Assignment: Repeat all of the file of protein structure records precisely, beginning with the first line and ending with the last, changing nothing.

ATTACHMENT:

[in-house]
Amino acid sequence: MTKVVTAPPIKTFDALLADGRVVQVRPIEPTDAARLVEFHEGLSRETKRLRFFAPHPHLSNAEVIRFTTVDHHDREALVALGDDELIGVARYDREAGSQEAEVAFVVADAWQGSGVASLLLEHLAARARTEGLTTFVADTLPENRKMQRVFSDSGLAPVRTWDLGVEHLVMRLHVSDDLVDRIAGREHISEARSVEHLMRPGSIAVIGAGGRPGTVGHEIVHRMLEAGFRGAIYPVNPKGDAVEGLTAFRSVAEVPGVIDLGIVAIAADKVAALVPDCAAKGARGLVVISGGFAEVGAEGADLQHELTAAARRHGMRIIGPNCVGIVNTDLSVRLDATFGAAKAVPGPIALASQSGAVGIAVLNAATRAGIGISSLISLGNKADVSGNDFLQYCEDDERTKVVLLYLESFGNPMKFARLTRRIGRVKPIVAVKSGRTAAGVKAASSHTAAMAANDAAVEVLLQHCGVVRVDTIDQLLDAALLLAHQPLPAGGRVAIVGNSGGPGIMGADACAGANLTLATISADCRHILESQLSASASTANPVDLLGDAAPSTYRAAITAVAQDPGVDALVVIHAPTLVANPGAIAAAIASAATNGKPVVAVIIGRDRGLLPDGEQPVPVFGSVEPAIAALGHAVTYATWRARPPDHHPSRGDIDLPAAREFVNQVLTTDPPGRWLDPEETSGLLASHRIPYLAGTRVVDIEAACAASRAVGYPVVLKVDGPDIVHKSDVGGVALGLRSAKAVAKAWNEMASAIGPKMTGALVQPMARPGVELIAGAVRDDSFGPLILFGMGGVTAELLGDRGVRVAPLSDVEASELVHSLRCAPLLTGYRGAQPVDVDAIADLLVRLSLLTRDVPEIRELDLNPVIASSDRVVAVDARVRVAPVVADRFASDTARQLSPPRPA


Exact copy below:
[in-house]
Amino acid sequence: MTKVVTAPPIKTFDALLADGRVVQVRPIEPTDAARLVEFHEGLSRETKRLRFFAPHPHLSNAEVIRFTTVDHHDREALVALGDDELIGVARYDREAGSQEAEVAFVVADAWQGSGVASLLLEHLAARARTEGLTTFVADTLPENRKMQRVFSDSGLAPVRTWDLGVEHLVMRLHVSDDLVDRIAGREHISEARSVEHLMRPGSIAVIGAGGRPGTVGHEIVHRMLEAGFRGAIYPVNPKGDAVEGLTAFRSVAEVPGVIDLGIVAIAADKVAALVPDCAAKGARGLVVISGGFAEVGAEGADLQHELTAAARRHGMRIIGPNCVGIVNTDLSVRLDATFGAAKAVPGPIALASQSGAVGIAVLNAATRAGIGISSLISLGNKADVSGNDFLQYCEDDERTKVVLLYLESFGNPMKFARLTRRIGRVKPIVAVKSGRTAAGVKAASSHTAAMAANDAAVEVLLQHCGVVRVDTIDQLLDAALLLAHQPLPAGGRVAIVGNSGGPGIMGADACAGANLTLATISADCRHILESQLSASASTANPVDLLGDAAPSTYRAAITAVAQDPGVDALVVIHAPTLVANPGAIAAAIASAATNGKPVVAVIIGRDRGLLPDGEQPVPVFGSVEPAIAALGHAVTYATWRARPPDHHPSRGDIDLPAAREFVNQVLTTDPPGRWLDPEETSGLLASHRIPYLAGTRVVDIEAACAASRAVGYPVVLKVDGPDIVHKSDVGGVALGLRSAKAVAKAWNEMASAIGPKMTGALVQPMARPGVELIAGAVRDDSFGPLILFGMGGVTAELLGDRGVRVAPLSDVEASELVHSLRCAPLLTGYRGAQPVDVDAIADLLVRLSLLTRDVPEIRELDLNPVIASSDRVVAVDARVRVAPVVADRFASDTARQLSPPRPA